We pulled the car over to the side of the road, at the edge of a cliff, sloping steeply to the beach below, as I peered over the edge the most beautiful, isolated beach came into view.

 
It was then that my companions turned to me and informed me that I was in for the culinary experience of a lifetime…………all I saw at the base of the earthen staircase was a small unassuming building with some beach chairs outside. I thought perhaps that we did not share the same culinary visions…………….but I trusted, so off we went to Ristorante La Pineta

I was reminded about so many beach front restaurants that I have visited in the past…………extremely casual, relaxed and promising below mediocre food and service. Inside I groaned and thought of all the other wonderful places on the island of Sicily we could now be. Then it began………….
A pure symphony of food and service…………I nearly swooned and soon forgot that there were any others in my presence; I so became one with this culinary experience. The very lines between reality and the tastes, smells and vision of the most marvelous food became blurry and the air around me seemed to shimmer with the perfect harmony of smell, taste and sight. This was nirvana!

I had been transported to a celestial table and Edesia herself was presiding over this magic.

The notes awaiting the skillful hands of the Chef to arrange them into a marvelous symphony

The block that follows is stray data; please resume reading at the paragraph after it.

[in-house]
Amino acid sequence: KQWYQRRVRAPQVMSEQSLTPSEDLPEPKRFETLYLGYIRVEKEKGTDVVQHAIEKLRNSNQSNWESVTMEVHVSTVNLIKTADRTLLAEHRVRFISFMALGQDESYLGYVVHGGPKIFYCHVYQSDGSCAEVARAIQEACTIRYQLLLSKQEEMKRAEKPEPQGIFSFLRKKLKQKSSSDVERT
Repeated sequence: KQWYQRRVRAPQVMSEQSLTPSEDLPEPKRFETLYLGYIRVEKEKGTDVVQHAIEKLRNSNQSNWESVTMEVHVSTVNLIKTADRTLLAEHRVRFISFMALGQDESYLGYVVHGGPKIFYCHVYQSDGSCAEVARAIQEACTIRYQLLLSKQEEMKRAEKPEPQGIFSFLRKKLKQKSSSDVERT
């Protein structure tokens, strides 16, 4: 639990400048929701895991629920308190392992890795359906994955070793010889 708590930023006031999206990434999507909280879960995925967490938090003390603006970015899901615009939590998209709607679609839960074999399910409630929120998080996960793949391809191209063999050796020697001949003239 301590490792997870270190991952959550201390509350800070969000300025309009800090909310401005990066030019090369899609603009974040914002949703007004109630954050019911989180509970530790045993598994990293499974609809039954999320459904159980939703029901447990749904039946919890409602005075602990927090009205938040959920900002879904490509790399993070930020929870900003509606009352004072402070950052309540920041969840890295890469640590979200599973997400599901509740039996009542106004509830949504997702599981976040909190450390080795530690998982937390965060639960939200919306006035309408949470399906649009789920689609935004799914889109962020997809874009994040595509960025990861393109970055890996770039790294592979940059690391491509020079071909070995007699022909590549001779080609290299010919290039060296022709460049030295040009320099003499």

The antipasto arrived one dish at a time………..here they are nestled together…..

Octopus – Swordfish – Anchioves – Shrimp

…but now it was time……..the orchestra had warmed up and the room filled with the fullness of the majesty of the symphony…..

The melodic sweet and light clams dancing like the notes of the woodwinds in front of the uplifting notes of the French Horn – Trombone and Trumpet Pasta entwined by the Drums – Snares and Tympani of the Olive Oil and Herbs

……….the composer does not rest……….. he completes the symphony by joining the complex movement of Mussels – Shrimp – Clams into a euphony that brings the participants to a near euphoria….

the eyes are rolling back, the palms sweating profusely………the heart no longer rhymthic….the conducter senses that the audience must be calmed and introduces

a simple melody of fresh fruit to return us back to the earthly plane……..


………..we slump in our chairs and hold on to the fleeting glory that just passed us ……… like satiated lovers…..

we wander into the sunlight and delight in our experience….